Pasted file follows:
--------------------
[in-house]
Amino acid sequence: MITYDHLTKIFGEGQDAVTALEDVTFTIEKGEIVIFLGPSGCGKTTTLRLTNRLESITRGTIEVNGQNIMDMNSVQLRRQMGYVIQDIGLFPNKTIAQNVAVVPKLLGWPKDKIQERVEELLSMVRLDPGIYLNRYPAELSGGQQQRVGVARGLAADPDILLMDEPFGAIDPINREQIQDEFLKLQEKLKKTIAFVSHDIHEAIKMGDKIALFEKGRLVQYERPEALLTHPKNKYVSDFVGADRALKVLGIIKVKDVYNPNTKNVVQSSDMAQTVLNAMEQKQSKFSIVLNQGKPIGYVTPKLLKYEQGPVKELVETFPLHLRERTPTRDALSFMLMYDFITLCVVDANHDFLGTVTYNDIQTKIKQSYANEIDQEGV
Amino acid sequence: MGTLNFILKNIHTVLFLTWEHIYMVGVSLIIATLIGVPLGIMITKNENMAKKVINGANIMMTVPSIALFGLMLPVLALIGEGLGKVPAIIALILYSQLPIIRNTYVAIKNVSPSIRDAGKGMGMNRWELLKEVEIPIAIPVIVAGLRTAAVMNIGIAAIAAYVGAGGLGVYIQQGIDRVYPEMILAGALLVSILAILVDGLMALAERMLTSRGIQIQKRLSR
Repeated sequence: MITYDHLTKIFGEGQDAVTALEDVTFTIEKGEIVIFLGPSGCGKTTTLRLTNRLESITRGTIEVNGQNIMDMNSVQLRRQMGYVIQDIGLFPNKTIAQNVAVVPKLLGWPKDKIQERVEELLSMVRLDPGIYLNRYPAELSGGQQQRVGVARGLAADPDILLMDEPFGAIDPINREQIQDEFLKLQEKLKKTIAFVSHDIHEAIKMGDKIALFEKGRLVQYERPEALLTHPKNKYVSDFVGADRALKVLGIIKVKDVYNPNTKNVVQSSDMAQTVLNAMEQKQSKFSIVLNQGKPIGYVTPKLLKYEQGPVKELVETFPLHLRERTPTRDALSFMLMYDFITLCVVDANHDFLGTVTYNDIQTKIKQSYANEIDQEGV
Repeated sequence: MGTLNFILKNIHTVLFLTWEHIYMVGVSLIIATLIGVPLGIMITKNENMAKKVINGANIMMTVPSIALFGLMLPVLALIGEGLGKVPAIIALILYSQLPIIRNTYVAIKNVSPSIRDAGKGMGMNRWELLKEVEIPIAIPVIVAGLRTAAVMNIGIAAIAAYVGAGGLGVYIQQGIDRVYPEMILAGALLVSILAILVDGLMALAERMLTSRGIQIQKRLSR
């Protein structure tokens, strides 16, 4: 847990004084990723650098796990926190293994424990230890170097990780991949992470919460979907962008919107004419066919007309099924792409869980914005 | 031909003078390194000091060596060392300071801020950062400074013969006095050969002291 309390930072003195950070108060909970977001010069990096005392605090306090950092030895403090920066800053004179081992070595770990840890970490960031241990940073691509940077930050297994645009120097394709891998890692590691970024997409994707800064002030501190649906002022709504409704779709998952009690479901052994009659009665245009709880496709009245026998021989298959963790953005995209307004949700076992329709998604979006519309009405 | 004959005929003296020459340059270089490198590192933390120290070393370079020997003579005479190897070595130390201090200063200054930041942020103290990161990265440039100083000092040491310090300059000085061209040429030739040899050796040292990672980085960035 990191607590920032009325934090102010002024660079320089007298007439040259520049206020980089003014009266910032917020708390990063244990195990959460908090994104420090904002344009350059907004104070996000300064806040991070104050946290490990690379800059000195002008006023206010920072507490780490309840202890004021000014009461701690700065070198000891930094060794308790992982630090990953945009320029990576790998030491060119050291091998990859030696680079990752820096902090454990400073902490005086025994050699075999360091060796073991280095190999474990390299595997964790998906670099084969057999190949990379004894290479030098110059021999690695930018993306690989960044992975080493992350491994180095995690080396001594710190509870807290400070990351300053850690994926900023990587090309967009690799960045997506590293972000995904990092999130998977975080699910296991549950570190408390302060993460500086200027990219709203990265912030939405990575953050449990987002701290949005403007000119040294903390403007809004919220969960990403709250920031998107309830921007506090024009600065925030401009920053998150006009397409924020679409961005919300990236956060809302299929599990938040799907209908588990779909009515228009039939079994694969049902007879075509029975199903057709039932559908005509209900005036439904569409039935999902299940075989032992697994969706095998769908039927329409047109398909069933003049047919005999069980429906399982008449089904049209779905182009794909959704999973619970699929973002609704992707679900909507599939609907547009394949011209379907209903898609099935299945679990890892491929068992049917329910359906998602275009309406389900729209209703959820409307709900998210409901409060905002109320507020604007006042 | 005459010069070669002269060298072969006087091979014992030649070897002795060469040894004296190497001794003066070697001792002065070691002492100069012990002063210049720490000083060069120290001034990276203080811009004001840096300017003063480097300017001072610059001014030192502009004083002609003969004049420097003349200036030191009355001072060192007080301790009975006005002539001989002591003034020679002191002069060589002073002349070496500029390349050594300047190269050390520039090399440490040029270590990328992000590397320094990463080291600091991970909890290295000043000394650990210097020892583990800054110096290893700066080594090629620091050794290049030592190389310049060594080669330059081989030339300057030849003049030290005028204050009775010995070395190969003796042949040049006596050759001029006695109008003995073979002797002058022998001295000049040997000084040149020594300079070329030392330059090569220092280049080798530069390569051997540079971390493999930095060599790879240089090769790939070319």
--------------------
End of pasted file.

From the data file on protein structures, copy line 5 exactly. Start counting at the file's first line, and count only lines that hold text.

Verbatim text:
Repeated sequence: MGTLNFILKNIHTVLFLTWEHIYMVGVSLIIATLIGVPLGIMITKNENMAKKVINGANIMMTVPSIALFGLMLPVLALIGEGLGKVPAIIALILYSQLPIIRNTYVAIKNVSPSIRDAGKGMGMNRWELLKEVEIPIAIPVIVAGLRTAAVMNIGIAAIAAYVGAGGLGVYIQQGIDRVYPEMILAGALLVSILAILVDGLMALAERMLTSRGIQIQKRLSR